Green card applications will no longer be impacted by a person’s use of government-funded services like Medicaid or SNAP. The revised final rule, issued by the Department of Homeland Security on Thursday, formally eases health care access for noncitizen immigrants. The Biden administration had previously stopped enforcement of the Trump-era policy.
Modern Healthcare: Biden Administration Finalizes ‘Public Charge’ Replacement
The U.S. will not deny green cards based on a person’s use of Medicaid and most other government health programs under a regulation published Thursday that rescinds the Trump-era “public charge” policy designed to discourage immigration. (Goldman, 9/8)
Stat: DHS Issues Rule To Revise Trump’s ‘Public Charge’ Policy, Easing Access To Health Services For Immigrants
The Department of Homeland Security on Thursday issued a new rule to revise a Trump administration policy that effectively discouraged non-citizen immigrants from using government-funded health services. The new rule clarifies that DHS will not classify non-citizens as “public charges” — a classification that could result in them being denied green cards — based on their use of health-related benefits and government services. (Trang, 9/8)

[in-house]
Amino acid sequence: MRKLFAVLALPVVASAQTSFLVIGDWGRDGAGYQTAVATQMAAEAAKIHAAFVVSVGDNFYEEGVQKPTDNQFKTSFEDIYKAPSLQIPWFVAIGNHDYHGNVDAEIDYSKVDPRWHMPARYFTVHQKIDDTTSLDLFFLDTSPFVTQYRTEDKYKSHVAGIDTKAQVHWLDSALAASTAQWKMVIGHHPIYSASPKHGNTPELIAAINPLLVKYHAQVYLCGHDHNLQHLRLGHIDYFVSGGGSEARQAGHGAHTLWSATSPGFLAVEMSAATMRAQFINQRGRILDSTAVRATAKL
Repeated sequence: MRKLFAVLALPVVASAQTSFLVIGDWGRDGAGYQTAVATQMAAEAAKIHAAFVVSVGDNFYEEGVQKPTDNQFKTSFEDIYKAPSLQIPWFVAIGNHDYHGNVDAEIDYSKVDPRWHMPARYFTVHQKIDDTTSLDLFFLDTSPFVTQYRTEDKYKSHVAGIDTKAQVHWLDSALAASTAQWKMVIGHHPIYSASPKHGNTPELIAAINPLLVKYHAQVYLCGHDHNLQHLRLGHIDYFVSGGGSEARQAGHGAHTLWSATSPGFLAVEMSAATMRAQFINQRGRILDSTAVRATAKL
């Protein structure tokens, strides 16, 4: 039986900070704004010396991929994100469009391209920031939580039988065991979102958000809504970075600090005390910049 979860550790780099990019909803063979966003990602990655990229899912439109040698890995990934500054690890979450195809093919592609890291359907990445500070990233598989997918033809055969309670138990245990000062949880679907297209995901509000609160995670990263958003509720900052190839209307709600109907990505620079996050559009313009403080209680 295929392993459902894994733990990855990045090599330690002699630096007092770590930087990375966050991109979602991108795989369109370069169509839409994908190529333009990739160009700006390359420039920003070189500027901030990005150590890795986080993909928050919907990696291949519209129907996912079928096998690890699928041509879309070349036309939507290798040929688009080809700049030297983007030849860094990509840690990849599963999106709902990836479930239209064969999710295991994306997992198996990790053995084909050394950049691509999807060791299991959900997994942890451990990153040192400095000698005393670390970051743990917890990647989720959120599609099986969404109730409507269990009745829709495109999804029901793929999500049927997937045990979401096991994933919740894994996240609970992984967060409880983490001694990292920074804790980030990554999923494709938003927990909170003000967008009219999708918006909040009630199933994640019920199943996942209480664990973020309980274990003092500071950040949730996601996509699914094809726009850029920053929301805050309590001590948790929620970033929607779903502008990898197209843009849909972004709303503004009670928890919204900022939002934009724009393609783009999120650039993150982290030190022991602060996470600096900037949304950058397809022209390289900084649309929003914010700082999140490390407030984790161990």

The Hill: DHS Unwinds Trump-Era Public Charge Restrictions
The Biden administration stopped defending the Trump-era rule just months after taking office, but the new rule is a departure from a Trump-era policy requiring prospective new citizens to forecast whether they might at any time rely on government aid. The Trump-era rule barred those who received assistance from one program over the course of a year and roped in new programs that were previously excluded from consideration, including food stamps and medical assistance. (Beitsch, 9/8)
In news about the Affordable Care Act —
KHN: KHN’s ‘What The Health?’: Judge Takes Aim At The Affordable Care Act’s Preventive Care Benefits
The same federal judge in Texas who tried — unsuccessfully — to strike down the entire Affordable Care Act in 2018 has ruled that portions of the health law’s preventive care benefit package are unconstitutional. But it will be a long time, with many more court actions, before it becomes clear whether the decision will change how the law works. (9/8)
The Agriculture Department issues its report on food insecurity —
The New York Times: Food Insecurity For Families With Children Reached Two-Decade Low In 2021
Food insecurity for households with children declined to its lowest rate in two decades last year, the Agriculture Department said on Wednesday, as government assistance programs continued to blunt the effect of the coronavirus on the economy. The department’s findings were in line with data last year showing that vast expansions of government aid helped reduce hunger. But experts warned that picture was almost certain to change as pandemic-era programs expire and inflation remains high. (Qiu, 9/7)
This is part of the KHN Morning Briefing, a summary of health policy coverage from major news organizations. Sign up for an email subscription.